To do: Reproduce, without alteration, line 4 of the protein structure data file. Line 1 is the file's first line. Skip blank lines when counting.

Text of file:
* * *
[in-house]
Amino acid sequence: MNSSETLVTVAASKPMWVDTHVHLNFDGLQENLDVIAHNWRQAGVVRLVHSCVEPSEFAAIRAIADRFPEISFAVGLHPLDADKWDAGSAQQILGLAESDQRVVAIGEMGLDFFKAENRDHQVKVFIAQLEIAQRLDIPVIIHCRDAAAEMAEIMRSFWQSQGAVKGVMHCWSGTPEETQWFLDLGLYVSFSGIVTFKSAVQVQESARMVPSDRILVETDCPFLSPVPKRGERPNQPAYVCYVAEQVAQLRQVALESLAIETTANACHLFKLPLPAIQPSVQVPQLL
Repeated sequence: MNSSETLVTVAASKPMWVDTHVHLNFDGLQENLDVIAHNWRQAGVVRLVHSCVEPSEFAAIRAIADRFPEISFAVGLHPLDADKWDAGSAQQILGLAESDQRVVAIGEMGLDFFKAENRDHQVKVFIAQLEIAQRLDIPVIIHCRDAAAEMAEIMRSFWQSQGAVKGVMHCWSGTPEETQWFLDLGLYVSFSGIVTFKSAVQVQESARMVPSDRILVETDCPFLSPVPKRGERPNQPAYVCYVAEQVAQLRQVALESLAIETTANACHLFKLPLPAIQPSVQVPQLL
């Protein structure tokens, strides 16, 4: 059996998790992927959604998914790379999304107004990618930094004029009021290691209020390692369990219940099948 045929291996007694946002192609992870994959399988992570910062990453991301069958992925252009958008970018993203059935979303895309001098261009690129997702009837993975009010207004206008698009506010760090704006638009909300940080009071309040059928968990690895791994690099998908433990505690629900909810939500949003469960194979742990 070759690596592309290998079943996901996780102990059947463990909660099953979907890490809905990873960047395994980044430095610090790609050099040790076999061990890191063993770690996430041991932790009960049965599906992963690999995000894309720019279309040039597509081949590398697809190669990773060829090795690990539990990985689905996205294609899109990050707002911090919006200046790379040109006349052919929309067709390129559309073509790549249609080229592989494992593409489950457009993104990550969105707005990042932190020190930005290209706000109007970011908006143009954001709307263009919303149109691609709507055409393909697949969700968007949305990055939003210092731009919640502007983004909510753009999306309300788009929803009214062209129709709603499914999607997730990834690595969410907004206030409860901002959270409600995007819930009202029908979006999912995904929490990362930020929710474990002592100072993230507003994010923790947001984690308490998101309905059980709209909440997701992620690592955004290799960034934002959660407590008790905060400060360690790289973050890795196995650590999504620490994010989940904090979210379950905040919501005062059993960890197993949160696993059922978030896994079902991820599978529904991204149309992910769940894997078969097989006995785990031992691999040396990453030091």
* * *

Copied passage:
């Protein structure tokens, strides 16, 4: 059996998790992927959604998914790379999304107004990618930094004029009021290691209020390692369990219940099948 045929291996007694946002192609992870994959399988992570910062990453991301069958992925252009958008970018993203059935979303895309001098261009690129997702009837993975009010207004206008698009506010760090704006638009909300940080009071309040059928968990690895791994690099998908433990505690629900909810939500949003469960194979742990 070759690596592309290998079943996901996780102990059947463990909660099953979907890490809905990873960047395994980044430095610090790609050099040790076999061990890191063993770690996430041991932790009960049965599906992963690999995000894309720019279309040039597509081949590398697809190669990773060829090795690990539990990985689905996205294609899109990050707002911090919006200046790379040109006349052919929309067709390129559309073509790549249609080229592989494992593409489950457009993104990550969105707005990042932190020190930005290209706000109007970011908006143009954001709307263009919303149109691609709507055409393909697949969700968007949305990055939003210092731009919640502007983004909510753009999306309300788009929803009214062209129709709603499914999607997730990834690595969410907004206030409860901002959270409600995007819930009202029908979006999912995904929490990362930020929710474990002592100072993230507003994010923790947001984690308490998101309905059980709209909440997701992620690592955004290799960034934002959660407590008790905060400060360690790289973050890795196995650590999504620490994010989940904090979210379950905040919501005062059993960890197993949160696993059922978030896994079902991820599978529904991204149309992910769940894997078969097989006995785990031992691999040396990453030091």